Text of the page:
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American army Andre's appeared arms Arnold arrived battle Boston brave British army British troops Burgoyne Captain cause CHAPTER character city of New-York Colonel colonies command Committee of Safety Congress continental army corps Crosby's danger defence detachment enemy engaged Enoch Crosby escape event exclaimed fatigue fire Fishkill friends hands Harvey Birch hero Hessians Highlands hill honour horse hour Hudson hundred immediately instantly Island Isle aux Noix killed Lake Champlain Lake George leave letter liberty Memoirs ment miles militia morning musket muster-roll Neutral Ground night officer party patriotic Peekskill person political prisoners proceeded quarters rebels received regiment remained replied Crosby retreat returned Crosby river road secret side Sir Henry Clinton soldiers soon surrender taken thousand Ticonderoga tion took tories town Townsend traitor vicinity village Washington West Point whig White Plains whole wounded York Island
Page iv - Congress of the United States, entitled, " An act for the encouragement of learning, by securing the copies of maps, charts and books, to the authors and proprietors of such copies, during the times therein mentioned ; " and also to an act. entitled, " An act, supplementary to an act, entitled an act for the encouragement of learning, by securing the copies of maps, charts and books, to the authors and proprietor? of such copies, during the times therein mentioned...
Page iv - District Clerk's Office. BE IT REMEMBERED, that on the tenth day of August, AD 1829, in the fifty-fourth year of the Independence of the United States of America, JP Dabney, of the said district, has deposited in this office the title of a book, the right whereof he claims as author, in the words following, to wit...
Page 147 - Th' insulting tyrant, prancing o'er the field Strow'd with Rome's citizens, and drench'd in slaughter, His horse's hoofs wet with Patrician blood ! Oh, Portius ! is there not some chosen curse, Some hidden thunder in the stores of heaven, Red with uncommon wrath, to blast the man, Who owes his greatness to his country's ruin...
Page 185 - In his attempt to return, he was apprehended, carried before Sir William Howe, and the proof of his object was so clear, that he frankly acknowledged who he was, and what were his views. Sir William Howe at once gave an order to the provost marshal to execute him the next morning. The order was accordingly executed in a most unfeeling manner, and by as great a savage as ever disgraced humanity.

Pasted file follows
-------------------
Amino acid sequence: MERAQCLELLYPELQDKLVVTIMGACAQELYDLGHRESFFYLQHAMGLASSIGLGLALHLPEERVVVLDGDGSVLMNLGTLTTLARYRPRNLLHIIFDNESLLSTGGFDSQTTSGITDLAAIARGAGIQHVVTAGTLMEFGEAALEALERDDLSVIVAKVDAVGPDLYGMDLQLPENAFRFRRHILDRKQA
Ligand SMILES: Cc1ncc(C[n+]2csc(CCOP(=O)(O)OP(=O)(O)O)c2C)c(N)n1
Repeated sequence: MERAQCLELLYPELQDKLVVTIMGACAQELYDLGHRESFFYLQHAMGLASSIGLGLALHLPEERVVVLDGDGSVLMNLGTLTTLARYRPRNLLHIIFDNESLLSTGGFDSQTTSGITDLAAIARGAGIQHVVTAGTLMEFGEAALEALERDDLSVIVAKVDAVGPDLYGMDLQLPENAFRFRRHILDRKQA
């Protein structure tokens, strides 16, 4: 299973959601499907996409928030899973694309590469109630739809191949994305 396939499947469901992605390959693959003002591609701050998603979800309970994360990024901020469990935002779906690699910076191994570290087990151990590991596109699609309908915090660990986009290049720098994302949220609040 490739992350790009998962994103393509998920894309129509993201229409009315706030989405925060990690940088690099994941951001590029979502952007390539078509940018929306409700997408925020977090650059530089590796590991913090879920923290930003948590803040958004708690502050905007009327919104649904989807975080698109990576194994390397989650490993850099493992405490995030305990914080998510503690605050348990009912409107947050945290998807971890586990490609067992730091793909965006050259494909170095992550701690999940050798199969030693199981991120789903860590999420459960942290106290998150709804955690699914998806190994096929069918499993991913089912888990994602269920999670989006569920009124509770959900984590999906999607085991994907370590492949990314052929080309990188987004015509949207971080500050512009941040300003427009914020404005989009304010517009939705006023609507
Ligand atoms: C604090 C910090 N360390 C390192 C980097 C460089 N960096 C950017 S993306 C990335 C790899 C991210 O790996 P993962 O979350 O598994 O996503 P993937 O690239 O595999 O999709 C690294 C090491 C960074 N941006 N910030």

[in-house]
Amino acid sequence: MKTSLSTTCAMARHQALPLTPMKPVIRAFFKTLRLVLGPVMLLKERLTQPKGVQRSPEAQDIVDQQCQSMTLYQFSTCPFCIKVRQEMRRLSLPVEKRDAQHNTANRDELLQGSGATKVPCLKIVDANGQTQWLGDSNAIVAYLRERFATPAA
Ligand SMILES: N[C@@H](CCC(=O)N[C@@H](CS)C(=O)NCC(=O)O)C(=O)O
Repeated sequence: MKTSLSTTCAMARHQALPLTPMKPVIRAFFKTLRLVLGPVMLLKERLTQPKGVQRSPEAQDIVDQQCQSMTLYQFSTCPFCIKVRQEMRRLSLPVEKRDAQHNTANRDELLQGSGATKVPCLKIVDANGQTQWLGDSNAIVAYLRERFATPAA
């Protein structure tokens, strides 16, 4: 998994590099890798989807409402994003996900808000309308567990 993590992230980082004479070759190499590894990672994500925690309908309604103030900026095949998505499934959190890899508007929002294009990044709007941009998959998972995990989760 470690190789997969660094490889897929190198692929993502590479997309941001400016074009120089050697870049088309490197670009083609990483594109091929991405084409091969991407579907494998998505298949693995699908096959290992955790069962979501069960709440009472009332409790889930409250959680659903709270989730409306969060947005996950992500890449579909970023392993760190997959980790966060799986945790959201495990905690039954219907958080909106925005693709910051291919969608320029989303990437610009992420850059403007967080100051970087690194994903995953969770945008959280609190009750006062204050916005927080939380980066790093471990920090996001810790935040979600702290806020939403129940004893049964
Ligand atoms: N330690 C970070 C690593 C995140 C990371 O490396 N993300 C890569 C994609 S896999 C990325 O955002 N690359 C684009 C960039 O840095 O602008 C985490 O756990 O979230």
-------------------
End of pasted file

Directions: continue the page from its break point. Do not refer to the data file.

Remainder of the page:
Page 209 - Edward; but they were compelled to make a precipitate retreat. The situation of General Burgoyne becoming every hour more hazardous, he resolved to attempt a retreat by night to Fort Edward; but even this retrograde movement was rendered impracticable. While the army was preparing to march, intelligence was received, that the Americans had already possessed themselves of Fort Edward, and that they were well provided with artillery.
Page 41 - Know, villains, when such paltry slaves presume To mix in treason, if the plot succeeds, They're thrown neglected by; but, if it fails, They're sure to die like dogs, as you shall do. Here, take these factious monsters, drag them forth To sudden death.
Page 186 - The fate of this unfortunate young man excites the most interesting reflections. To see such a character, in the flower of youth, cheerfully treading in the most hazardous paths, influenced by the purest intentions, and only emulous to do good to his country, without the imputation of a crime, fall a victim to policy, must have been wounding to the feelings even of his enemies.